"I shall not forget the luminous Vel that dispels Karmas," says Arunagirinathar. The Vel symbolizes Pure consciousness, which is the Self (Brahman). Non-forgetfulness of the Vel, therefore, means an effort at establishment in the awareness of the Self, which naturally will dispel all Karmas. Karmas, virtuous or otherwise, are due to desires. Prompted by desires, man performs Karmas. Why does one engage oneself in activity of any kind? It is desire that goads one to activity, to get something, to achieve something that is unachieved. Why is there desire? Because of ignorance of the real nature of things, as also of one's own essential nature. To think that one is the body or mind, and to strive to possess things and enjoy them for getting happiness, is due to ignorance of one's essential nature, or the Self. The Self, which one really is, is Immortal and Eternal, Bliss and Peace, Wisdom and Infinite Power. Not to forget this, i.e., to be rooted in this awareness, will remove ignorance. This Self is the Vel that can destroy ignorance, as the sun removes darkness. When ignorance is, thus, removed by an awareness of the Self or Vel, desires cease and with them Karmas, too. Ignorance is not a positive or real thing, even as darkness is not; it is only the absence of Wisdom, just as darkness is only the absence of light. When light comes, darkness vanishes automatically and no effort is necessary to remove it. So also, when Wisdom dawns, when a perpetual awareness of the Self is maintained, ignorance vanishes. So, to break the chain of Karma, which is the effect of desire and ignorance (Avidya, Kama, and Karma — the three knots of the heart that bind the soul to Samsara or phenomenal existence), non-forgetfulness of the Vel or an awareness of one's essential nature is the only means. When the thinking principle in man, which ultimately is consciousness itself, thinks of the Vel or consciousness, i.e. Itself, it is severed from its connections with the mind and senses, and at once these cease functioning, as a huge machine comes to a standstill when the current is withdrawn from it. Thus, the consciousness resting in consciousness immediately puts an end to Karmas. Arunagirinathar, therefore, says, "Never shall I forget the Light-Vel, which drives off Karmas. Therefore, no more shall I be subject to Samsara." Ceaseless remembrance of the Vel (or trying to be rooted in the awareness of the Self), frees one from the shackles of Karma and liberates one from the effect of Samsara. Here, the meditation reaches its zenith and culminating point, where the meditation is on the Absolute or Satchidananda, as pure consciousness — the Vel.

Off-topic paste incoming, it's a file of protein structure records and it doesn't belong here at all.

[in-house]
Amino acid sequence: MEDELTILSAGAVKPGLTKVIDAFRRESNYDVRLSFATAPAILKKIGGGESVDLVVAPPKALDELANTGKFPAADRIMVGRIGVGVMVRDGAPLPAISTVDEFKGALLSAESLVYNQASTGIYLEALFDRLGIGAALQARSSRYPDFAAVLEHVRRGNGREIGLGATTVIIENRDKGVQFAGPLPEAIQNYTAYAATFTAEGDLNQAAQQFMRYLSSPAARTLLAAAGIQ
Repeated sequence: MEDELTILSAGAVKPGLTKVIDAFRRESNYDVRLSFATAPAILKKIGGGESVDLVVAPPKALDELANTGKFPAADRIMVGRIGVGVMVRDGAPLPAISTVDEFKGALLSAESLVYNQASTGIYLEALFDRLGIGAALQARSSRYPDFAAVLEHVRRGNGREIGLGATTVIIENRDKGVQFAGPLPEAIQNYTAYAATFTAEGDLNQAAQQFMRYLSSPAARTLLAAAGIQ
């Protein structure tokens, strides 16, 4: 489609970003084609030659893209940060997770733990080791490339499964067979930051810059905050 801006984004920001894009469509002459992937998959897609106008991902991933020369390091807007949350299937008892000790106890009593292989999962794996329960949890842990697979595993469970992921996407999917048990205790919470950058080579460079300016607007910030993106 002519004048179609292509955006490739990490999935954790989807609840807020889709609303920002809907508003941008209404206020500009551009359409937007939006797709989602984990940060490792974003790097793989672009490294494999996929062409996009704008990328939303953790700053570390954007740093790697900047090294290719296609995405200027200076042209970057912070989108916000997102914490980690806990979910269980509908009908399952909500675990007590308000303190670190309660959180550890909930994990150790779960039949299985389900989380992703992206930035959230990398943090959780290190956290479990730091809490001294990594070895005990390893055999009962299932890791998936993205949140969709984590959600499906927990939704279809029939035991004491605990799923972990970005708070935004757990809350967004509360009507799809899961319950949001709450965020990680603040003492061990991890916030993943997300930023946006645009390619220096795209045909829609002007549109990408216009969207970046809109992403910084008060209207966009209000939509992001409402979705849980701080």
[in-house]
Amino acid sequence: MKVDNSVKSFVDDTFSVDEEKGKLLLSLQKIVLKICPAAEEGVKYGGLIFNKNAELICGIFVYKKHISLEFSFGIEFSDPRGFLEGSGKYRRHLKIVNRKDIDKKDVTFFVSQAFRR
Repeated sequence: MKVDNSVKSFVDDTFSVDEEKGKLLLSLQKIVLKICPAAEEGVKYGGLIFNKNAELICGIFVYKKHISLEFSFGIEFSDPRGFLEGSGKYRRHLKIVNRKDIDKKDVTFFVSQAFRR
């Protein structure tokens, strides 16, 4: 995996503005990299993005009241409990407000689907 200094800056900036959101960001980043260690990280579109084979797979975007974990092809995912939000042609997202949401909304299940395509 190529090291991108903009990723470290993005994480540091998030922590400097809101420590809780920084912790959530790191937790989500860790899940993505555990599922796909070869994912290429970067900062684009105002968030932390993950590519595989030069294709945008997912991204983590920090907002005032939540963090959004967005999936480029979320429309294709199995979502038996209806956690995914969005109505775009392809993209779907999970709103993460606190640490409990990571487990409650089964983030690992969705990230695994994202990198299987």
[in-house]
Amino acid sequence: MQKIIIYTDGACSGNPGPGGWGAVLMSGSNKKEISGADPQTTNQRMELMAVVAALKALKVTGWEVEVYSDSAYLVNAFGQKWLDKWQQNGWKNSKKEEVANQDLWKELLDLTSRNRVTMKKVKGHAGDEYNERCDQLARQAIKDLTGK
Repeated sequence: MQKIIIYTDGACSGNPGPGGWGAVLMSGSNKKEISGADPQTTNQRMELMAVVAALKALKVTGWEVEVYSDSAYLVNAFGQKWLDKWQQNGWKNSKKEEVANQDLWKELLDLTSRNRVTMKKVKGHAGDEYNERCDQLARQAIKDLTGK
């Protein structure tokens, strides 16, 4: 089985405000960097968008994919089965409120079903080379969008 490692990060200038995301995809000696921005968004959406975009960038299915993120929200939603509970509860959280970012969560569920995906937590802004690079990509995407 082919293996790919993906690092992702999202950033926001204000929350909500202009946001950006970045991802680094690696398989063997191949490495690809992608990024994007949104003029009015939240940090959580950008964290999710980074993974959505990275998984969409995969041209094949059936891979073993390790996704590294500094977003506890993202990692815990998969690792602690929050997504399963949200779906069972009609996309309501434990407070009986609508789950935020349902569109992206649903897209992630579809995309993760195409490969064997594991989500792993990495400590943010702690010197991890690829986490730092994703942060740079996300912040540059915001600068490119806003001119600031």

Now, what happens to the phenomenal life when one, thus, tries to be rooted in the awareness of the omnipresence of the Self or in the ceaseless remembrance of the Vel? The world will be there, but not as before. To such a one the world may appear to be there, and he may also appear to be subject to the vicissitudes of life. But, to him, it is all a mere joke, a play. Even as Maya is not a binding factor to the Lord, so becomes Samsara to him. Nothing affects him anymore. He may carry on his usual activities as before, apparently in the same manner; but, because of this peculiar awareness, he carries on those activities without being affected by them, without delusion or agitation, as he is ever-conscious of the unchanging Reality in which he is trying to be rooted. How beautifully does Arunagirinathar bring out this fact in this verse, when he says that Lord Skanda went in search of Valli to the millet-field, etc.?